By Antoinette Rahn
"Necessity is the mother of invention."
This ancient proverb may be, in my opinion, one of the most 'spot-on' observations in history. It certainly applies to a number of inventions and intentions, including lapidary.
As historical records and archeological discoveries have shown, humans were carving, chiseling, and grinding stones as far back as prehistoric times. Often to create tools and weapons, the earliest acts of a purposeful transformation of stone were likely accomplished as a result of stone breaking or cracking and early humans discovering how harder stones could help shape less hard stones.
Another proverb that could be used to describe early humans' use of what in essence is lapidary techniques is 'waste not, want not.' For even when stones or minerals would crack and break, people would find ways to use the pieces. Fast forwarding to the 13-14th century, reports from this time point to the rise in popularity of the elaborate pigment ultramarine. The blue color presented by ultramarine is distinctive and became a popular choice of artists. Back in the 14th century, artists ground lapis lazuli stone into powder to mix with oils and create the lavish pigment known as ultramarine.
Responding to Demand
As one might expect, with such demand surrounding the relatively limited supply of lapis lazuli stone, there was a rise in the falsification of ultramarine, which was passed off as authentic.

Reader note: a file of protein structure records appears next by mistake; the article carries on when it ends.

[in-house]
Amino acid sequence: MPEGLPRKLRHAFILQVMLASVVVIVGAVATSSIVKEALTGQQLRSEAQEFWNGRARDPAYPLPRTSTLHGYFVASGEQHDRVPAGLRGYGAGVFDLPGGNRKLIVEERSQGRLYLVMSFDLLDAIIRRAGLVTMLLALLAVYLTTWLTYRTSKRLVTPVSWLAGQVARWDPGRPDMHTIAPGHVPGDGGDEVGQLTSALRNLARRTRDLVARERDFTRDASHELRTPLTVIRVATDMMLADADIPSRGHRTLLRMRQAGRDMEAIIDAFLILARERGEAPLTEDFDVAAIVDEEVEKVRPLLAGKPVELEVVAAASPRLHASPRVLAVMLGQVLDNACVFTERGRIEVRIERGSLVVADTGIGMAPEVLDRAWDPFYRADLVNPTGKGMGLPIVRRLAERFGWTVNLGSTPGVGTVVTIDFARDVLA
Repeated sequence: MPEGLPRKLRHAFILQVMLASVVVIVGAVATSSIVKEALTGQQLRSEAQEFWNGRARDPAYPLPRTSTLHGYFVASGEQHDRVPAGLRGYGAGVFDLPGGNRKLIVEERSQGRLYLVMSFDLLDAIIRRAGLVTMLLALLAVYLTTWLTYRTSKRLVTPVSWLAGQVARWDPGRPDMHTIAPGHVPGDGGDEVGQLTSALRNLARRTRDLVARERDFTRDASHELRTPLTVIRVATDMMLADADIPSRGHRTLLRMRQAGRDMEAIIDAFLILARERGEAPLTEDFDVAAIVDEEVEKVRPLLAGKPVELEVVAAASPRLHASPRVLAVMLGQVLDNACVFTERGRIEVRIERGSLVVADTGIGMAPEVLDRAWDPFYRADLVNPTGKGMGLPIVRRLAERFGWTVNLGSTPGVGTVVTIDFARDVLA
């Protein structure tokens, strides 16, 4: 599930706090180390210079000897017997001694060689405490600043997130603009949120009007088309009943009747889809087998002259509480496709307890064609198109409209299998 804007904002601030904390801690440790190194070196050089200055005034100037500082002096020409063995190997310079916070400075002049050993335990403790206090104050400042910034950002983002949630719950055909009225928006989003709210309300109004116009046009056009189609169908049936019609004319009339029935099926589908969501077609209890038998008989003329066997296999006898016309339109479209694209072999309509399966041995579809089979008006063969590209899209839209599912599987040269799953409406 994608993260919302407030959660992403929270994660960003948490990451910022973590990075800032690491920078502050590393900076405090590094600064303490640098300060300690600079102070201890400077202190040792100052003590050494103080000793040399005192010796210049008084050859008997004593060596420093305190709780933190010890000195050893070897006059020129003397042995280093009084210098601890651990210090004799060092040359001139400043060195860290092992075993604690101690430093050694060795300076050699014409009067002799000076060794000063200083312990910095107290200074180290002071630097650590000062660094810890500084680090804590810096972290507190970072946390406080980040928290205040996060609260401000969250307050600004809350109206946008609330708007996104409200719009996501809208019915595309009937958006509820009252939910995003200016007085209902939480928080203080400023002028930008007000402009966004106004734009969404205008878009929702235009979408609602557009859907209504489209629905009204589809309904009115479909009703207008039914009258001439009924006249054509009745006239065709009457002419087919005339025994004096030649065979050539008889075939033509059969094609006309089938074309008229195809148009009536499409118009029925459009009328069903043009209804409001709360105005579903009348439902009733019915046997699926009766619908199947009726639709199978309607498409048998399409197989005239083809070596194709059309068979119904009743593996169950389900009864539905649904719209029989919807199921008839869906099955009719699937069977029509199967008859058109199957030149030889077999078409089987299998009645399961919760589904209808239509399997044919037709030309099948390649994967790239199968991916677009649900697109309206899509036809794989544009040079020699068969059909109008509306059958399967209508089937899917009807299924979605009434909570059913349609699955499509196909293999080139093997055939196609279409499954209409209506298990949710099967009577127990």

According to an article in the Paris Review, in 1824, there was an effort by the Societé d’Encouragement to prompt the development of a synthetic alternative to ultramarine. A reward of six thousand francs was offered and two men presented their formulas within a few weeks of one another. In the end, the reward was presented to German professor Christian Gmelin. The artificial form of the popular pigment was referred to as 'french ultramarine.'
There were a number of other popular material choices among early practitioners of what would ultimately be referred to as lapidary. And even though examples from this time are considered primitive in presentation, the processes used to create these early pieces would influence centuries of people working with stone and gems.
As time progressed and people regularly handled and worked with these materials, the uses evolved.
For example, while turquoise found favor with many cultures in Mexico, Tibet, and Egypt, as well as Native Americans for use in making jewelry, it was also ground into a powder to create a form of eye shadow makeup, as reported by Dr. Gerald Wykoff GG CSM, in an article for theInternational Gem Society.
In the same way, sapphire has also captivated people of various cultures. It has appeared on the garments of royalty and clergy for centuries and was seen as a symbol of nobility, truth, and faithfulness, according to an article by the Gemological Institute of America. Taking the belief in sapphire even further, it's reported that in the Middle Ages, healers and medicine men believed that touching a blue sapphire to the eyes would soothe tired eyes and improve vision.
There's no question things have changed considerably since prehistoric humans were using stones to cut other stones and discovering how shaping and carving stone could change every-day activities for the better. Yet, the appreciation for the value of lapidary efforts is the focus of timeless attention.
Sources: https://www.theparisreview.org/blog/2015/06/08/true-blue; https://www.gemsociety.org/article/the-history-of-lapidary/